The proposition is sound, but an Open Theist would need the above proved. If however you meant "Let's say that nobody debated that God was omniscient..."If God is omniscient which He is,
"...then would men be able to be Open Theists?" ...could be meaningfully answered. The answer would be 'no.' I believe from a physics standpoint (all created things) that we can show that " God knows all things knowable" (Open Theist paradigm given as true), necessarily applies to all created things, if Einstein's theory is consistently true (E=mc2). If we could/can show Peter meant "everything" literally when he said "all things," John 21:17 (perhaps quoting Psalm 139:1-6) we could prove omniscience from scripture (among other scripture considerations).why do men believe in Open Theism
I do believe there is an onus, upon me, to show why I believe they do teach exactly that. A few scriptures do come to mind (listed in thread now). Foreknowledge is another: the 'literal' meaning is "knows" (not implication - 'knows' implicitly) "beforehand." It is at least strong evidence for the proposition. The immediate verse following John 21:18 is a revelation of foreknowledge regarding Peter's end of life. If there were any qualification we could infer, we'd truly want to see it in scripture: some incredibly pedantic expiation of 'all things that "I" can actually know.' The only thing we have that would even call us to question, would be "Adam where are you?" as if God didn't know.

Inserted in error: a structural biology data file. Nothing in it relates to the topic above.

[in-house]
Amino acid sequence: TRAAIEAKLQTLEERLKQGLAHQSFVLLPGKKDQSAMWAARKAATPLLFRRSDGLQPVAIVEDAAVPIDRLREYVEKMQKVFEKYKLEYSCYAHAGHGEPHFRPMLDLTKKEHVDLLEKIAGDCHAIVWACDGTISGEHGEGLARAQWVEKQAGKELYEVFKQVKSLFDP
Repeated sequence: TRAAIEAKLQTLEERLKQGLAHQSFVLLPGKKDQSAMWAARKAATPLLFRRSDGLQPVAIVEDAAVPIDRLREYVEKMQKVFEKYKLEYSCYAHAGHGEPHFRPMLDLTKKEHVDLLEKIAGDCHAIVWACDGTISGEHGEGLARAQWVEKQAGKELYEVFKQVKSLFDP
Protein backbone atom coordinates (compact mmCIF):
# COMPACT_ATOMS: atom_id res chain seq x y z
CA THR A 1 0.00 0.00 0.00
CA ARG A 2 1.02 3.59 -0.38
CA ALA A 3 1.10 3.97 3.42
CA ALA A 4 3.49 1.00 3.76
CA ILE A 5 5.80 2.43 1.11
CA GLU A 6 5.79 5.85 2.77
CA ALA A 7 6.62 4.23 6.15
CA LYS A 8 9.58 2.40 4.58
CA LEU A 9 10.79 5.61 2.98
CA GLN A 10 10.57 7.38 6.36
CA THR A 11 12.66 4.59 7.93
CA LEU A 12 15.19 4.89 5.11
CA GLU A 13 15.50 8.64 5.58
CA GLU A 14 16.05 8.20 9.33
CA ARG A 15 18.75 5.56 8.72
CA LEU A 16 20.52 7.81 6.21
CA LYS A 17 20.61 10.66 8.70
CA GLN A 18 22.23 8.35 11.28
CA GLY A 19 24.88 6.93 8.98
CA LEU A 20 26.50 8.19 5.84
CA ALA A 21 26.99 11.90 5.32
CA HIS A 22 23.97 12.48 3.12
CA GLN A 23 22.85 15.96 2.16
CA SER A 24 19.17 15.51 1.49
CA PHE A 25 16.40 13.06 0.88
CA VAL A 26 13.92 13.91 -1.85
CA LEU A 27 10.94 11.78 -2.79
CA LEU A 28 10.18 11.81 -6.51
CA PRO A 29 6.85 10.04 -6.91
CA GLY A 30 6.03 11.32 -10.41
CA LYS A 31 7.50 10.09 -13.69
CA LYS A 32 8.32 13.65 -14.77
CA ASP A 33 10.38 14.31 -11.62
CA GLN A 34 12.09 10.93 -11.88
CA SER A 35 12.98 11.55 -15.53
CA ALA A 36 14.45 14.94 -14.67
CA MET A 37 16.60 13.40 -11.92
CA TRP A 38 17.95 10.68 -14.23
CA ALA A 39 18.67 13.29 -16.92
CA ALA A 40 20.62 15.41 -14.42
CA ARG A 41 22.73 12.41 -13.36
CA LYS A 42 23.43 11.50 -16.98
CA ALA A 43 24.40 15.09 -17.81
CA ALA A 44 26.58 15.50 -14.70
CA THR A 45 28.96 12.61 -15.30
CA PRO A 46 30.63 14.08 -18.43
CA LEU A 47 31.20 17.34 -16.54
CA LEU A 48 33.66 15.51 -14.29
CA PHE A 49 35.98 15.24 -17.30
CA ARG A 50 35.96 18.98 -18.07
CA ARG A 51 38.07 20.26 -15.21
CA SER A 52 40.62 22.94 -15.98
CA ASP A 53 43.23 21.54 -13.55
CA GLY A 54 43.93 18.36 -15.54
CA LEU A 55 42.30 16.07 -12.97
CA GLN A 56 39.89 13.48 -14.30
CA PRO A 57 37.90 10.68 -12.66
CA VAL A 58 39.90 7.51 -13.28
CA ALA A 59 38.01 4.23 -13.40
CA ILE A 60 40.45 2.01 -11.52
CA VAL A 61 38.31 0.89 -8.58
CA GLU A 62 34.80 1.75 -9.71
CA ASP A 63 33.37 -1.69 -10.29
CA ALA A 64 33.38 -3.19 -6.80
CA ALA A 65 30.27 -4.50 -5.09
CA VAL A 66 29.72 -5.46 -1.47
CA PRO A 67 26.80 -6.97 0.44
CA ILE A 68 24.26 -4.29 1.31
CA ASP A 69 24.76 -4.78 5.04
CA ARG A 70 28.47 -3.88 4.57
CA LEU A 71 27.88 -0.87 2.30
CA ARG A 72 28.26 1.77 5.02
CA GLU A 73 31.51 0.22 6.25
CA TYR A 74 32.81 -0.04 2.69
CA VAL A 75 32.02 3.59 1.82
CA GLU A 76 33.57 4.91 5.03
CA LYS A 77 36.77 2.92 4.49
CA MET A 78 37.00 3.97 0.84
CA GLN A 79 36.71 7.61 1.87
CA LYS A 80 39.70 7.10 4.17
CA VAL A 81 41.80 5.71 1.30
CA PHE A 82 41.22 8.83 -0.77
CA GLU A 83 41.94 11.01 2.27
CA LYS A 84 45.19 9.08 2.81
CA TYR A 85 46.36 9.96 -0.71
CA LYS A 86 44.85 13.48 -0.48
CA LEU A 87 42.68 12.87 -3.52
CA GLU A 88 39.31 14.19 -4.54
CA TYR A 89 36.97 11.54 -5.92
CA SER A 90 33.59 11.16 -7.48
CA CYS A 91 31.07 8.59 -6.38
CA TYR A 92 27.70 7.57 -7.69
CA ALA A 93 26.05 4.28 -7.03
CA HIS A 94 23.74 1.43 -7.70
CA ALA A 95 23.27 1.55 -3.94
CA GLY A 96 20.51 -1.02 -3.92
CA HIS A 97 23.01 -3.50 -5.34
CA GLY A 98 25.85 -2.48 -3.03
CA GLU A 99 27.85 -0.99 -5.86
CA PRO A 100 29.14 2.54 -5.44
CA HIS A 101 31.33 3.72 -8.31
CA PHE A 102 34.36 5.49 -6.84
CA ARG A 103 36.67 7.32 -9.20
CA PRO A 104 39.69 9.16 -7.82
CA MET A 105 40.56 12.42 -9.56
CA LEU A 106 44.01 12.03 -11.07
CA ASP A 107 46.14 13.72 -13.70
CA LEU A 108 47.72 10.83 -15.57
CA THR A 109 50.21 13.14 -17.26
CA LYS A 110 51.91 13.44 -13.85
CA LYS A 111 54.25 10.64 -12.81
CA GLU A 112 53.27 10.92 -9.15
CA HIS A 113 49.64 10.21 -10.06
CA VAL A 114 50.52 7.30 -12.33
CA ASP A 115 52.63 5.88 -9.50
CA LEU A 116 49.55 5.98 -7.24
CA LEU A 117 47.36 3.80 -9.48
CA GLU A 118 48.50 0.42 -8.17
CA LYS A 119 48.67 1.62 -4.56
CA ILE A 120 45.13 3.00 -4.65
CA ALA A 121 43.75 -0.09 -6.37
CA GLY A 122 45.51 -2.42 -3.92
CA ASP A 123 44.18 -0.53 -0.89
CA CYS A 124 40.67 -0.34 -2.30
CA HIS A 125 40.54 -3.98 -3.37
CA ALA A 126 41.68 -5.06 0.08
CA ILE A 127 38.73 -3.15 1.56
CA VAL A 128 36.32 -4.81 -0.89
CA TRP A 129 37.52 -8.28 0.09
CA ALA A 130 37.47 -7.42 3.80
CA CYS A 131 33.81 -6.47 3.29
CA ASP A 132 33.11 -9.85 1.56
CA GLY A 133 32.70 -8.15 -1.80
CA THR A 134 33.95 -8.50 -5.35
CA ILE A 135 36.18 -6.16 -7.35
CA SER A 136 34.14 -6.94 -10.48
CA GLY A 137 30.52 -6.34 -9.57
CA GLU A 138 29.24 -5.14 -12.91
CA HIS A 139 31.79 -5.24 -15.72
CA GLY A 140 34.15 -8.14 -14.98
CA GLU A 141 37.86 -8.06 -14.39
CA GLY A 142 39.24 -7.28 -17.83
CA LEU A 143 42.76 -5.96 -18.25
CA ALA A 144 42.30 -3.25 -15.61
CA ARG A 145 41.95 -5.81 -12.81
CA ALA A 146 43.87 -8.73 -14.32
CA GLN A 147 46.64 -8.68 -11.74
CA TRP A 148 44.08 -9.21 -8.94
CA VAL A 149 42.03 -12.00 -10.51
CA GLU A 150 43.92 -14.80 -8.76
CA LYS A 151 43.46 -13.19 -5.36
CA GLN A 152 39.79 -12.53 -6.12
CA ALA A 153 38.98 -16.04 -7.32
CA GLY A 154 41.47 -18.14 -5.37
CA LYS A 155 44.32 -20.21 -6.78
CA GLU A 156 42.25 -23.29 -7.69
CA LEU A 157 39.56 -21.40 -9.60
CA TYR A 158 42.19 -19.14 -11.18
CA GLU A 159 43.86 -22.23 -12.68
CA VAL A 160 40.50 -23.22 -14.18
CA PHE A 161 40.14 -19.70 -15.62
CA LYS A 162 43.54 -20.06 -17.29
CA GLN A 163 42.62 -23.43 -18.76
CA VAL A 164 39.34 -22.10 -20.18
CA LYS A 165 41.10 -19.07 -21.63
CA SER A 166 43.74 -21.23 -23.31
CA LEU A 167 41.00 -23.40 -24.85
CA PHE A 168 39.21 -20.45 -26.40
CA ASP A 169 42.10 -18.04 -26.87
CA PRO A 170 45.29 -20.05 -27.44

While one and the other (Omniscience vs. limited) have implications that can assault our theology understanding, I've reckoned that the Open paradigm does more damage to what I expect to be Biblically true as well as doesn't ring true with all of scripture. While it may seem "Adam, where are you?" is damaged by omniscience, it is ever my understanding that God uses scriptures instructionally for 'my' (all men) understanding, thus does anthropomorphize language to us. He didn't ever need to 'come down.' If you follow: God could have sent an angel. It is always, rather, because the men (Adam, Lot) needed God's interaction. It necessitates that we realize God came not to 'find out' but 'to interact.' I do see dilemma, in that "If not I will know" implies His reason (not clearly stated) for 'coming down,' but that is rather an implication. Reading the rest of Genesis 18, we get the sense that both Abraham and God knew how many were righteous. Sodom and Gomorrah were not spared.